Janine Sligar, 47, of Wray, Colorado, was sentenced Thursday for sexual abuse of a ward. After serving her sentence, she will serve five years of supervised release and must register as a sex offender, spokesman Jeff Dorschner said in a news release…
According to the plea agreement, Sligar, a 14-year Bureau of Prisons veteran, said she and inmate Eric McClain met in February 2007, when he was assigned to clean her office.
“They began to have conversations and realized they had similar interests,” the plea agreement said.
That summer, they initiated a sexual relationship that included 10 to 20 sessions of oral sex and sexual intercourse, ending in October 2007, it said.
From today’s New York Times:
Now researchers have documented what they call an Obama effect, showing that a performance gap between African-Americans and whites on a 20-question test administered before Mr. Obama’s nomination all but disappeared when the exam was administered after his acceptance speech and again after the presidential election.
The inspiring role model that Mr. Obama projected helped blacks overcome anxieties about racial stereotypes that had been shown, in earlier research, to lower the test-taking proficiency of African-Americans, the researchers conclude in a report summarizing their results…
In the study made public on Thursday, Dr. Friedman and his colleagues compiled a brief test, drawing 20 questions from the verbal sections of the Graduate Record Exam, and administering it four times to about 120 white and black test-takers during last year’s presidential campaign.
In total, 472 Americans — 84 blacks and 388 whites — took the exam. Both white and black test-takers ranged in age from 18 to 63, and their educational attainment ranged from high school dropout to Ph.D.
On the initial test last summer, whites on average correctly answered about 12 of 20 questions, compared with about 8.5 correct answers for blacks, Dr. Friedman said. But on the tests administered immediately after Mr. Obama’s nomination acceptance speech, and just after his election victory, black performance improved, rendering the white-black gap “statistically nonsignificant,” he said.
The following piece ran May 17, 2006 under the heading, “Mission Almost Accomplished.” Now that Bush’s awful mission is completely accomplished, I put it up again. No updating seems necessary.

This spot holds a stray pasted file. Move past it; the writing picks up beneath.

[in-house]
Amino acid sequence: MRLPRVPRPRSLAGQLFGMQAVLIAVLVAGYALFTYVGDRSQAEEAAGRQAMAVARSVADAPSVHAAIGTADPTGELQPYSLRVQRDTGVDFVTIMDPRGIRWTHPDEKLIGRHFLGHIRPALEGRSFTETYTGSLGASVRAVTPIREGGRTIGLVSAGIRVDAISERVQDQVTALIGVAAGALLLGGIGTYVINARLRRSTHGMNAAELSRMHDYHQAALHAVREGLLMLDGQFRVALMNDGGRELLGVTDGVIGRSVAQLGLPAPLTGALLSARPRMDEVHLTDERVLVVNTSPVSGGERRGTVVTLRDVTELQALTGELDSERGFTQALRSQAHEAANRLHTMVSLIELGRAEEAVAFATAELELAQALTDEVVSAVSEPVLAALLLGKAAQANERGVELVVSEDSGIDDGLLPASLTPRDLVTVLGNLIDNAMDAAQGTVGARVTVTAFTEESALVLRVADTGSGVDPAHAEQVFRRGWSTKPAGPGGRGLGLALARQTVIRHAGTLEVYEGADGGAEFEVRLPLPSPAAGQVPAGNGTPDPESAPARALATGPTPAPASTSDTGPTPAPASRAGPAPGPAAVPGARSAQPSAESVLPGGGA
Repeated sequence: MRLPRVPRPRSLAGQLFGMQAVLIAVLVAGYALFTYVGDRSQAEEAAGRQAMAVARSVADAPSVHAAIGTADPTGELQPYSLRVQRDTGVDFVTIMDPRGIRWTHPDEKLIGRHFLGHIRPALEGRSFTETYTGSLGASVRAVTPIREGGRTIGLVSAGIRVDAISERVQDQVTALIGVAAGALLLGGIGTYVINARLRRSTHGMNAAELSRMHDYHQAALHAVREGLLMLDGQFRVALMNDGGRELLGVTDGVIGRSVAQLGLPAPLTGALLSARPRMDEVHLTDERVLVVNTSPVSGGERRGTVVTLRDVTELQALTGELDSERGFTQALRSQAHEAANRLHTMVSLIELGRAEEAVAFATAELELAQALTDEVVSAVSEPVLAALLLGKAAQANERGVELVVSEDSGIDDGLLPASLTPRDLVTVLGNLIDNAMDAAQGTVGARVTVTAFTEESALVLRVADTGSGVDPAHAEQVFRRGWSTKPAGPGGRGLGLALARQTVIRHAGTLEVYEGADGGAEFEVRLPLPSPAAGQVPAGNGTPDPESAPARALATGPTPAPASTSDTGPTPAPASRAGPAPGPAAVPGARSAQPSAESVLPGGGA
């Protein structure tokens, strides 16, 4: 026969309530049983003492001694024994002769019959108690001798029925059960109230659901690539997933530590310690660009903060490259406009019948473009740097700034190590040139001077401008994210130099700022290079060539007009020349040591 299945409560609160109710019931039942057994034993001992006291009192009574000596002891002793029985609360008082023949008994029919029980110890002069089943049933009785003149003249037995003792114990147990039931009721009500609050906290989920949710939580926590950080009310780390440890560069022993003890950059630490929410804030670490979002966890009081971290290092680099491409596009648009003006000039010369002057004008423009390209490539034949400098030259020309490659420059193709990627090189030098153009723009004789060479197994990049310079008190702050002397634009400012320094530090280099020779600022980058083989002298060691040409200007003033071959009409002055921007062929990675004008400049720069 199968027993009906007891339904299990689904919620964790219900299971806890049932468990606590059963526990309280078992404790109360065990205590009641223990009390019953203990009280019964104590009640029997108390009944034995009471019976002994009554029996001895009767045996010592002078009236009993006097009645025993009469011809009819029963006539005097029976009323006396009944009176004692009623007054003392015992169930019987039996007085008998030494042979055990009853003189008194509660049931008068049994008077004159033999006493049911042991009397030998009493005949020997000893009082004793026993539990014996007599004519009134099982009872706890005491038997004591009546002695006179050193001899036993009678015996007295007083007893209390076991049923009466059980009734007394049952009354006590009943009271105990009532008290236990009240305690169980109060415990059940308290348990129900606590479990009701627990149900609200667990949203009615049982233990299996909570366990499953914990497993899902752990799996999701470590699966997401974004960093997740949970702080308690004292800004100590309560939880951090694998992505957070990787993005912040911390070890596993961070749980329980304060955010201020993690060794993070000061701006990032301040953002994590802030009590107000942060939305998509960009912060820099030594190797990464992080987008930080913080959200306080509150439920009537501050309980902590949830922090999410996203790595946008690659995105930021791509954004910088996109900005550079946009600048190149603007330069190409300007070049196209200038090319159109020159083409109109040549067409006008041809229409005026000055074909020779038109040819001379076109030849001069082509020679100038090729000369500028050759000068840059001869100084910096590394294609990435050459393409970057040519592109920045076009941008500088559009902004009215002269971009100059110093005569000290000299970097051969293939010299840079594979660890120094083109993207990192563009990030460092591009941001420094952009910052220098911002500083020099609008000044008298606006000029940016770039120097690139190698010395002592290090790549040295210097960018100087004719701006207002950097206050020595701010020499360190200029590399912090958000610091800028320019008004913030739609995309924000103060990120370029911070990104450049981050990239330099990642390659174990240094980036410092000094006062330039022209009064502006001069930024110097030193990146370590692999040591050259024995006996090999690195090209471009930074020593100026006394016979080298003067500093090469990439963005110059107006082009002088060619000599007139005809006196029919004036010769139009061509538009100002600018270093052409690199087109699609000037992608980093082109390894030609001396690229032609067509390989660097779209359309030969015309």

It’s been nearly four years since I first posted my analysis of the nasty psychopathology that has forced George W. Bush to fail all his life, and is causing him to fail so spectacularly now. Consider this from the Washington Post (emphasis added):
Bush’s job approval rating now stands at 33 percent, down five percentage points in barely a month and a new low for him in Post-ABC polls. His current standing with the public is identical to President George H.W. Bush’s worst showing in the Post-ABC poll before he lost his reelection bid to Bill Clinton in 1992.The younger Bush’s career can only be understood as a lifelong obsession with disappointing the father he so plainly hates.
He follows his father’s footsteps in school, as a pilot, as a businessman, and finally as a politician. Unable to fill those footprints, he makes each one seem unimportant by pretending contempt for it. He gets C’s where his father got A’s; he ducks the combat flying that made his father a hero; he burns through the seed money his father’s friends gave him, failing in the oil business which had made his father rich.
Then at last he was taken in hand by a sleazy political op who realized that the father’s name and money would be enough to elect the wayward son governor of Texas. (Polls at the time showed that a significant portion of the voters thought that W. actually was his father.)
Then Rove set out to hand-carry his meal ticket into the White House itself.
Take that, you old fart, junior must have thought as he took the oath of office. Any asshole can get to be president. But even that wasn’t enough. Deep inside, where the Oedipal snakes writhed in his subconscious, there was still work to do.